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DPP 2021: Consultation for new IT policy promises inclusion of rural youth, women

Digitization is vital not only to boost businesses, but to improve services to marginalized groups: IT experts

Islamabad: Speakers at a consultation session on new IT policy were in consensus that digitization is not only about business, it is for providing services to marginalized groups.

The two-day consultative meeting on Digital Pakistan Policy (DPP) 2021 was organized by Oxfam in Pakistan and Bargad in collaboration with the Ministry of Information Technology and Telecommunication (MOITT) in Islamabad.

The meeting specifically discussed ways to include rural youth, especially women, transgender persons and disabled persons, in the DPP 2021.
Participants were also briefed about the process of developing the Digital Pakistan Policy 2021 by the Ministry officials.

The policy is expected to be launched at the end of August 2021 and this meeting was part of this process.

The meeting specifically discussed issues and policy solutions for digital inclusion.

Member IT Syed Junaid Imam said the DPP 2021 is being formulated through a comprehensive consultative process from all four provinces and the two regions (Gilgit-Baltistan and Azad Jammu and Kashmir).

Imam said the policy is a start to the digital era for Pakistan and will provide the necessary elements to tab the digital global market.

Digitization is vital not only to boost businesses, but to improve services to marginalized groups, the IT expert stressed.

Overall objective of the DPP 2021 is economic growth and citizen empowerment, he added.
Bargad Executive Director Sabiha Shaheen said that policy design is as important as the policy implementation.

The real issue is to make policy work for the marginalized groups in implementation.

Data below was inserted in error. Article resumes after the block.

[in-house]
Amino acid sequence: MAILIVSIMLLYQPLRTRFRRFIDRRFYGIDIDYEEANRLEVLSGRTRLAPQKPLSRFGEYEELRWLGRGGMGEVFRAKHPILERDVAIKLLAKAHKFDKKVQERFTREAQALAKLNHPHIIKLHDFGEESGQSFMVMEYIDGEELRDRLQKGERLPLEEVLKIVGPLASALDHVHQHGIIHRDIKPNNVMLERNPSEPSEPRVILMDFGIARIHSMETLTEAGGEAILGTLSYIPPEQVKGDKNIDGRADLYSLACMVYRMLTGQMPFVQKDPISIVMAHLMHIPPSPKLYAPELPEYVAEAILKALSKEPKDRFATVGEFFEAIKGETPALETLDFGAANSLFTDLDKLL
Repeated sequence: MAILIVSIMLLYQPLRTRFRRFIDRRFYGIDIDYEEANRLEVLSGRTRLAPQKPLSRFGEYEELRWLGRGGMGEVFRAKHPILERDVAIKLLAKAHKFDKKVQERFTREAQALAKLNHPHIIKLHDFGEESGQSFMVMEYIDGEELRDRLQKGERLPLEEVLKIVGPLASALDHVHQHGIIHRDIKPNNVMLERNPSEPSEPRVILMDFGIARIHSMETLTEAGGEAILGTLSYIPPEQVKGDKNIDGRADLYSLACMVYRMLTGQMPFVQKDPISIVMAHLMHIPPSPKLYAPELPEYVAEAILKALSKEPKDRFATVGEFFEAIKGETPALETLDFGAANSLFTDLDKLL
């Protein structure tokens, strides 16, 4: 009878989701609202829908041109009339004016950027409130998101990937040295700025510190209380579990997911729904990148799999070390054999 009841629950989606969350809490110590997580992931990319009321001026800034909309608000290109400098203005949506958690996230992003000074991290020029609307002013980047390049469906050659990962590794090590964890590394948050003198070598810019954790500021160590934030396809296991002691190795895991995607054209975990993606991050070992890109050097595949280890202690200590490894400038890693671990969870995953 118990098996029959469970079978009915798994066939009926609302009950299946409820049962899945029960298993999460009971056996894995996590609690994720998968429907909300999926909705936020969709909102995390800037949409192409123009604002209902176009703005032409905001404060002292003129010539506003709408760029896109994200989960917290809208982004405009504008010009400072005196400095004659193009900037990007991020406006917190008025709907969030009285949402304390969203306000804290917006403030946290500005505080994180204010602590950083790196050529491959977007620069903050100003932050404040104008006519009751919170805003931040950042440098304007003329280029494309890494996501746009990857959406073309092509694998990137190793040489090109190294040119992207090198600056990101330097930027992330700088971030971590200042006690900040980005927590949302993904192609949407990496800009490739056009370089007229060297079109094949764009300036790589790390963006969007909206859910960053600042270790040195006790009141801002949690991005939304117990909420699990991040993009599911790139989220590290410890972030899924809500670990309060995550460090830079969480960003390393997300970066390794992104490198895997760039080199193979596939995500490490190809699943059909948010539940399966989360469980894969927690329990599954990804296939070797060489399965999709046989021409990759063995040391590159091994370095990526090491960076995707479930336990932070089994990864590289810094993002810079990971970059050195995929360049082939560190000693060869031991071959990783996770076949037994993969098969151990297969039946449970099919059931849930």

Seher Afsheen from Oxfam stressed the need for robust digital transformation.

Highlighting the benefits of a digital Pakistan, she shared how she foresees the Digital Pakistan Policy (DPP) 2021 paving the way to enable growth and development, especially for the youth and women, who represent roughly 60 per cent and 49 per cent respectively of the population.

Ensuring women and girls have equal access to Information Computer Technologies will help reduce inequalities, support gender equality, increase productivity, and improve access to health and education, thereby ensuring equitable participation in social, political and economic spheres, thus breaking barriers of isolation.

Digital transformation can help in creating a future that is equal, where women and girls along with marginalized communities will be able to access better opportunities and live without the menace of poverty.
PASHA Chairman Barkan Saeed said that the digital policy should specify actionable initiatives. Rural youth need affordable internet, devices and skills to benefit from Pakistan’s potential in the export market globally.

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